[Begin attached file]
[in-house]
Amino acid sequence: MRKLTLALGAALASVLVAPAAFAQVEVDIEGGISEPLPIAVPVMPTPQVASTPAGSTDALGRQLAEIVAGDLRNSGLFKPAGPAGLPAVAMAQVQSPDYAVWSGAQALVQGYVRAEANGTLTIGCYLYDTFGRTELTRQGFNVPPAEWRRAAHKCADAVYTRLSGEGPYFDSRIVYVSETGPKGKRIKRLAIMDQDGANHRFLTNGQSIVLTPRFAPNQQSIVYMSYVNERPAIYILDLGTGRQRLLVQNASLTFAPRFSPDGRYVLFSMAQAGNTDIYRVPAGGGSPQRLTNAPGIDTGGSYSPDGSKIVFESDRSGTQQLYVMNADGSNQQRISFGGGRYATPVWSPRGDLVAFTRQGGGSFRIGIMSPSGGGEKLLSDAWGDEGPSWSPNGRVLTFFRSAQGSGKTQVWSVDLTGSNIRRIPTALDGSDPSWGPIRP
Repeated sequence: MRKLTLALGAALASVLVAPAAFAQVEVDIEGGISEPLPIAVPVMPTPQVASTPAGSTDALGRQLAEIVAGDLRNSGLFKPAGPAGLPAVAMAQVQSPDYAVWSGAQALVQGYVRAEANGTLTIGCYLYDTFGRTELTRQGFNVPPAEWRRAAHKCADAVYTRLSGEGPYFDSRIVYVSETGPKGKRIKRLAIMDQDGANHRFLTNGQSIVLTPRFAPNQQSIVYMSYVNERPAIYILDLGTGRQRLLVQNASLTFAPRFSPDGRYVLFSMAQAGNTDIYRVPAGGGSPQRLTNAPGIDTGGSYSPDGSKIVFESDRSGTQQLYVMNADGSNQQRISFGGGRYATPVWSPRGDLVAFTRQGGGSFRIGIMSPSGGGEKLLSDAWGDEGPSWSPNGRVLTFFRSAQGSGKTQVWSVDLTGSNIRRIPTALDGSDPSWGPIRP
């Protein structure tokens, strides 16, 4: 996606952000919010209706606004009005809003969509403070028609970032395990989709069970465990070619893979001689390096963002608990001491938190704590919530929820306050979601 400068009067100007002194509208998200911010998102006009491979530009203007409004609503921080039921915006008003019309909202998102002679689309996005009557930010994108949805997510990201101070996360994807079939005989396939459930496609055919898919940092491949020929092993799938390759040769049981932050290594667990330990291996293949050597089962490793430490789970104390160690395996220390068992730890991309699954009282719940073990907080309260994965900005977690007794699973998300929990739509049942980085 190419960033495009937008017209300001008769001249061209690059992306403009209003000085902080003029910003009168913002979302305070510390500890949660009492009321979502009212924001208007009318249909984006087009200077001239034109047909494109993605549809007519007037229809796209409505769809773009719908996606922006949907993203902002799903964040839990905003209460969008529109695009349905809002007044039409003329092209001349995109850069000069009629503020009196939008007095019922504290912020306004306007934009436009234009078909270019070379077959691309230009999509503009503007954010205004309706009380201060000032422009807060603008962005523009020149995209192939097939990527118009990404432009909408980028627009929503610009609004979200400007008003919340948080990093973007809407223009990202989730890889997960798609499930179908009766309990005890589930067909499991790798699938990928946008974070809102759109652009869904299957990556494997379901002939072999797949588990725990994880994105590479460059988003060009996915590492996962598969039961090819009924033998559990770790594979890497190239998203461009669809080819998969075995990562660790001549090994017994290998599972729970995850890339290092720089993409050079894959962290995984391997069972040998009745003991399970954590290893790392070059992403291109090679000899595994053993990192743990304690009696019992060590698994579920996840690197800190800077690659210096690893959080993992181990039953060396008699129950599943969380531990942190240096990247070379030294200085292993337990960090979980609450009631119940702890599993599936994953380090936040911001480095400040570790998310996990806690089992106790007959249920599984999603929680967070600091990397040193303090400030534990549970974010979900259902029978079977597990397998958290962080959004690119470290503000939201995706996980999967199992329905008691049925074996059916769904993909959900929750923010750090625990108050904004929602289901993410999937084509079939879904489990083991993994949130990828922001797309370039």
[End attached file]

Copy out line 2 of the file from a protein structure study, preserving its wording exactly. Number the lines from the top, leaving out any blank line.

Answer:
Amino acid sequence: MRKLTLALGAALASVLVAPAAFAQVEVDIEGGISEPLPIAVPVMPTPQVASTPAGSTDALGRQLAEIVAGDLRNSGLFKPAGPAGLPAVAMAQVQSPDYAVWSGAQALVQGYVRAEANGTLTIGCYLYDTFGRTELTRQGFNVPPAEWRRAAHKCADAVYTRLSGEGPYFDSRIVYVSETGPKGKRIKRLAIMDQDGANHRFLTNGQSIVLTPRFAPNQQSIVYMSYVNERPAIYILDLGTGRQRLLVQNASLTFAPRFSPDGRYVLFSMAQAGNTDIYRVPAGGGSPQRLTNAPGIDTGGSYSPDGSKIVFESDRSGTQQLYVMNADGSNQQRISFGGGRYATPVWSPRGDLVAFTRQGGGSFRIGIMSPSGGGEKLLSDAWGDEGPSWSPNGRVLTFFRSAQGSGKTQVWSVDLTGSNIRRIPTALDGSDPSWGPIRP